E.coli Is Pretty Damn Cute.

29 Feb

Not many people would consider Escherichia coli to be cute. Or any other bacteria, really.
But this little Gram-negative darling deserves some respect and appreciation. There are many strains, ranging from peacefully non-pathogenic to potentially fatal food poisoning, with an impressive range of genetic and phenotypic diversity. And don’t forget the menacing H0157:H7, a sneaky little punk who stole the notorious shiga toxin from Shigella.

E.coli 0157:H7 would totally have a mohawk.

Science owes a lot to E.coli.  It was one of the first organisms to have its genome sequenced. Since the initial sequencing in 1997, there have been 60 completely sequenced strains. So diverse is this organism that these 60 sequenced strains only share 20% of their DNA. The other 80% of each strain is wildly different!
In the 1940’s, Joshua Lederberg and Edward Tatum used E.coli to describe the phenomenon bacterial conjugation, where bacteria exchange and transfer genetic material via direct contact, much like a flash drive can transfer info between computers. In 1988, a long-term experiment involving 12 identical cultures of E.coli was set up.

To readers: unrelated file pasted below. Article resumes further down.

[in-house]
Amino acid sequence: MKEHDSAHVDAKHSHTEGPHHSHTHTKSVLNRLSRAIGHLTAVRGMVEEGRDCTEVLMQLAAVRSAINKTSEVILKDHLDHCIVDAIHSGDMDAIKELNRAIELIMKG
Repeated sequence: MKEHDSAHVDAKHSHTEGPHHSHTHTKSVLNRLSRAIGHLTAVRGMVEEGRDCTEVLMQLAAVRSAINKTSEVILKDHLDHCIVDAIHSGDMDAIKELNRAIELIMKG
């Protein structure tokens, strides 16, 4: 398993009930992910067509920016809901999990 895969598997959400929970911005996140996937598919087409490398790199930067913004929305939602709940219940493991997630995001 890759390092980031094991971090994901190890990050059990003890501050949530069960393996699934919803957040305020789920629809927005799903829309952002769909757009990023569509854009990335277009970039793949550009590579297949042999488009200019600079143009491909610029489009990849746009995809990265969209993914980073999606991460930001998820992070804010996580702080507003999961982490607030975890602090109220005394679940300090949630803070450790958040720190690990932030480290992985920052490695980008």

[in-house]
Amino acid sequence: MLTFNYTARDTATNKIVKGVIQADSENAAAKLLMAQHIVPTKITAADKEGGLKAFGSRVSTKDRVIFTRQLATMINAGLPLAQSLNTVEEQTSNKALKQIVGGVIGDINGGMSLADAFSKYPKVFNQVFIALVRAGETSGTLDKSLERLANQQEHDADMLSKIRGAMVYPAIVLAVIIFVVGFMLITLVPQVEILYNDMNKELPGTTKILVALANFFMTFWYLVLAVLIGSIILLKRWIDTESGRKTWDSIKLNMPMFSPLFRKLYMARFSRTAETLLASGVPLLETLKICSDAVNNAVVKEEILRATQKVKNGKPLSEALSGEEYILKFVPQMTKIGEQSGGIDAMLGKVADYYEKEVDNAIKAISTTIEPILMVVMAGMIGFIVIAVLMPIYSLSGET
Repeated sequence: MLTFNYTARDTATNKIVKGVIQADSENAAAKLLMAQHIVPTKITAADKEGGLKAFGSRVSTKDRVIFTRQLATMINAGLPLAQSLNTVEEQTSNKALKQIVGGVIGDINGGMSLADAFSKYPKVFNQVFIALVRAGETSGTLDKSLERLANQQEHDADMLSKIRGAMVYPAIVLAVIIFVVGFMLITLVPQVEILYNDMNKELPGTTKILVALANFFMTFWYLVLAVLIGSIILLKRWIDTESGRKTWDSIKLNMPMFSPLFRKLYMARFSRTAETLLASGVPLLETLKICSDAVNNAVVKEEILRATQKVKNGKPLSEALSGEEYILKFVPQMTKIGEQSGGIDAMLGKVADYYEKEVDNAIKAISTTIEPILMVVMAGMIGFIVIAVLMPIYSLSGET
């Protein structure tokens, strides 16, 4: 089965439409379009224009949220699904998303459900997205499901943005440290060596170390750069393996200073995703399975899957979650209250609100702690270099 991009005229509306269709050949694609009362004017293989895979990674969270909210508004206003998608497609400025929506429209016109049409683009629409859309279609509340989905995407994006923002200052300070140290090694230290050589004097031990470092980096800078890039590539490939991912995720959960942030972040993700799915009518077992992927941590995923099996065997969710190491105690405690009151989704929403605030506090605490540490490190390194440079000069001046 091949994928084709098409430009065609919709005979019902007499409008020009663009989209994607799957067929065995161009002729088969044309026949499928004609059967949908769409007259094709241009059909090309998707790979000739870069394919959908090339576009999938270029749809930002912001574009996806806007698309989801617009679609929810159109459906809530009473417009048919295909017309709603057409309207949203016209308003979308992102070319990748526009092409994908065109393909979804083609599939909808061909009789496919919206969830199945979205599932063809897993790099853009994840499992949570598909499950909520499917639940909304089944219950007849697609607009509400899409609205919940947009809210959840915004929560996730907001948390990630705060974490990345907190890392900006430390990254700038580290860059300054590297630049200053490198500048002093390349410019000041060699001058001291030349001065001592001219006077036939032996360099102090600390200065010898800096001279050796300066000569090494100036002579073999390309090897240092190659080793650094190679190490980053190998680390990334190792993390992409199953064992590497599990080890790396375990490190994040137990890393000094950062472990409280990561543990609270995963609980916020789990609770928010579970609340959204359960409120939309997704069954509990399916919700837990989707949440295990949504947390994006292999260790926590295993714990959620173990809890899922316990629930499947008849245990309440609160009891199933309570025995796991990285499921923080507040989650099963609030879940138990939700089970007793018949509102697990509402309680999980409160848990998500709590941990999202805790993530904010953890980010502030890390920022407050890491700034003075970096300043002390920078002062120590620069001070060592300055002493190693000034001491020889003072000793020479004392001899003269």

In 2010, the cultures reached 50,000 generations, and display a wide variety of diversity, including one culture which can now utilize citrate. Citrate utilization is a common test used to differentiate Salmonella (positive) from E.coli (negative) in medical microbiology labs. While there has yet to be a known case of wild E.coli utilizing citrate, we now know that they can evolve to adapt that characteristic on their own.
You may have heard of Mutaflor, a probiotic used to treat gastrointestional disorders. That’s actually a specialized strain of E.coli! (I like to pretend that it wears those old-fashioned nurse uniforms).

E.coli has taught us so much about microbiology, genetics, and evolution. And if that isn’t adorable enough, E.coli is peritrichous, meaning that it has beautiful flagella everywhere!

Seriously, flagella everywhere! They probably give the best hugs! The flagella are like itty bitty rotary-powered protein tentacles. It’s basically the bacterial version of Cthulhu. Good thing they never bothered to evolve wings. (Yet.)

(First image from shardcore.com. They have wonderful art.)

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